Can a State Gas Cap Work?
It's impossible to read a paper or watch a news broadcast right now without hearing about soaring prices at the nation's gas pumps. Prices that ...
It's impossible to read a paper or watch a news broadcast right now without hearing about soaring prices at the nation's gas pumps. Prices that were already on the rise skyrocketed last week after Hurricane Katrina disrupted much of the country's oil supply chain.
But Hawaii is trying a unique experiment: Last week the state became the first to institute a cap on gasoline prices. Hawaiians frequently pay among the nation's highest gas prices, and the cap--approved last year--was intended to bring wholesale gas prices in line with those in the mainland U.S.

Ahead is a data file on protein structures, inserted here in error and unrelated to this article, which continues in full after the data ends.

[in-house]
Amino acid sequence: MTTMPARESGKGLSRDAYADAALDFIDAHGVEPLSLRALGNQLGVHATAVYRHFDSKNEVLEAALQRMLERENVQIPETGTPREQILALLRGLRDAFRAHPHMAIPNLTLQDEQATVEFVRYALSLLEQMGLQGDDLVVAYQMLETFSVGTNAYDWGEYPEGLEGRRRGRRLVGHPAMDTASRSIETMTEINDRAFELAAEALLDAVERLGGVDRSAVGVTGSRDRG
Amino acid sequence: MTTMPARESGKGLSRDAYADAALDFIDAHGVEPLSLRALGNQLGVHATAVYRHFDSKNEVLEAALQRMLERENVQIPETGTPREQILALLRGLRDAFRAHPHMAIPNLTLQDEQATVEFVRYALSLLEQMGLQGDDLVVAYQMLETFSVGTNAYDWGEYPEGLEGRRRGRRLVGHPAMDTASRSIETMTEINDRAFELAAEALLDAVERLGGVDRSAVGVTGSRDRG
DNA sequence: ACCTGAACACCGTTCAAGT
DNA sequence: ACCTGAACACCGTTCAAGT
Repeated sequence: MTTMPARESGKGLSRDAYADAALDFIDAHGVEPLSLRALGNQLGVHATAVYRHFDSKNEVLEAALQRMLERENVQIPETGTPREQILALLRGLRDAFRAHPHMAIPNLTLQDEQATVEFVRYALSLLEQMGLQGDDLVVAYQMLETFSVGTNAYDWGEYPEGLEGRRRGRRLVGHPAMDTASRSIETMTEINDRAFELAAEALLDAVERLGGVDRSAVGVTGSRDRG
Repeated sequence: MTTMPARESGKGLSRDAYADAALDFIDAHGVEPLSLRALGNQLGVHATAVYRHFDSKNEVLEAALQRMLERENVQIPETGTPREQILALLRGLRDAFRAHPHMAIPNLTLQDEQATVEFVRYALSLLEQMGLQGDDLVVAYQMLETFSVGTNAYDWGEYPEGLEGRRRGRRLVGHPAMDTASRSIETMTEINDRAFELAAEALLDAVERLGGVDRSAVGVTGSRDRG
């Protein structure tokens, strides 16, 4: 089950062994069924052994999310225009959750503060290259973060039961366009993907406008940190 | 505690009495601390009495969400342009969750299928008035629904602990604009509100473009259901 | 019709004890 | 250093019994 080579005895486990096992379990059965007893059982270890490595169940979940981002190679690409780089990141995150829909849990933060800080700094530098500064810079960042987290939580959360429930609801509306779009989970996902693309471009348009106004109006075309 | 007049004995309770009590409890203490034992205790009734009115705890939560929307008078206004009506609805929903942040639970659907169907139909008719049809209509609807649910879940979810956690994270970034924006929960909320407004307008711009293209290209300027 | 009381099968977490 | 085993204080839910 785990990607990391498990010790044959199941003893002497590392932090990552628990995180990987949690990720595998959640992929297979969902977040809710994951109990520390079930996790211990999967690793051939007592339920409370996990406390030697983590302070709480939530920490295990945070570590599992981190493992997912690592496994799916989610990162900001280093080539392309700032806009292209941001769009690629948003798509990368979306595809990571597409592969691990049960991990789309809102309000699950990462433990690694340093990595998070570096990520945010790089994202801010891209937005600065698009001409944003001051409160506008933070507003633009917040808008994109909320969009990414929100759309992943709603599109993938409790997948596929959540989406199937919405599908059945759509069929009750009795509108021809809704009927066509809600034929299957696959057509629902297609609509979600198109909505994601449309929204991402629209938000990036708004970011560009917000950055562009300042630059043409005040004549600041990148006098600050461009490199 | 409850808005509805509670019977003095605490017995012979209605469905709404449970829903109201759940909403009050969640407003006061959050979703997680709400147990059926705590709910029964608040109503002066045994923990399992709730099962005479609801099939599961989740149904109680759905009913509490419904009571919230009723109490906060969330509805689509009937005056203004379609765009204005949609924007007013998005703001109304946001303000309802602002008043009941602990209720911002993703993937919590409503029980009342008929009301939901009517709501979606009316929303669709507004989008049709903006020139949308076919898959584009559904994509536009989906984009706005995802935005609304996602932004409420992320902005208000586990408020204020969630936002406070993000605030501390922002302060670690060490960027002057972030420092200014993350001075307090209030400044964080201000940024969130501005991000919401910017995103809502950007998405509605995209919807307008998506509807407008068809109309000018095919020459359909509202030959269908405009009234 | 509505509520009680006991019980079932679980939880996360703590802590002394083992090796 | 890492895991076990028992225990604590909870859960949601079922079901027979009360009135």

Unfortunately, the cap couldn't have come at a worse time. As Hawaii pegs its gas prices to record highs across the nation, its first adjustment on Monday was expected to increase the per gallon cost by 27 cents. In time, though, when gas distribution returns to normal and prices settle down, it will be interesting to watch Hawaii to see if its cap has the intended effect of lowering the price Hawaiians pay at the pump.